The chances are slim that this death row inmate's fate could be significantly changed as a result of the investigation. But the motion itself could be a symptom of a larger problem that may begin to plague the DA's office.
This is a bit of a legal Hail Mary, if you will, but it is proof that the DA's troubles are bleeding into courtrooms where prosecutors are now spending time fighting public perception instead of fighting crime -- at least in this one high-profile case.
On Thursday morning, a top assistant of Harris County DA Pat Lykos was in court to tell a judge that death row inmate Carl Buntion doesn't deserve a time out while Texas Rangers and the FBI ask questions about the DA.
Buntion is a convicted cop killer who's getting a new sentencing hearing this month. His lawyers are asking a judge to either stop the case until the Rangers and FBI conclude whatever they are working on or appoint an independent prosecutor.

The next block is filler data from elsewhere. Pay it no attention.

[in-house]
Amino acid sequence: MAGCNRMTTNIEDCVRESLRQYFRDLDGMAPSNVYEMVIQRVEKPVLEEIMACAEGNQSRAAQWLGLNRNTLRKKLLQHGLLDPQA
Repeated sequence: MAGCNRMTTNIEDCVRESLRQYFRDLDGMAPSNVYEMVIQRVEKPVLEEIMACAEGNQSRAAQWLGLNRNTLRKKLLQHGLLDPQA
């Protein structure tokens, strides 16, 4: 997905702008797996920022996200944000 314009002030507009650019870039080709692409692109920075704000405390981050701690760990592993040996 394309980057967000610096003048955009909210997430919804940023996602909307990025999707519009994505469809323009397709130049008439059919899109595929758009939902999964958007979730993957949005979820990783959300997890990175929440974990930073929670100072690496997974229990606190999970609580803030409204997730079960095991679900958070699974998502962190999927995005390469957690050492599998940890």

If it's granted -- which seems unlikely -- it could have huge impacts in a courthouse where Lykos' team handles 100,000 cases a year.
"That's what happens when DA's are investigated for criminal offenses; that's what happens. Everybody's looking at me, 'Why did you file the motion?' Why is she (Lykos) being investigated? There's where the problem is. Let's look back at that," said Buntion's lawyer, Casey Kiernan.
"We're going to cooperate with whatever is being conducted. We're still doing business. We still have criminals to prosecute, victims to serve and justice to be sought out," said Alan Curry, Harris County Assistant District Attorney.
Judge David Mendoza will rule on the motion on Friday. Our legal analyst Joel Androphy doesn't give it much of a chance at success, calling it "ludicrous."
The DA's troubles date back nearly a year ago when 13 Undercover exposed problems with the DWI testing units, or BAT vans. The question then became: what did the DA's office know about those problems and when?
A grand jury charged with answering that question ended their investigation last week without any indictments. And while jurors could find no criminal wrongdoing, they did complain about resistance from the DA's office, namely that agents with the DA's office were investigating individual jurors. It's those claims that now have the interest of the FBI and Texas Rangers.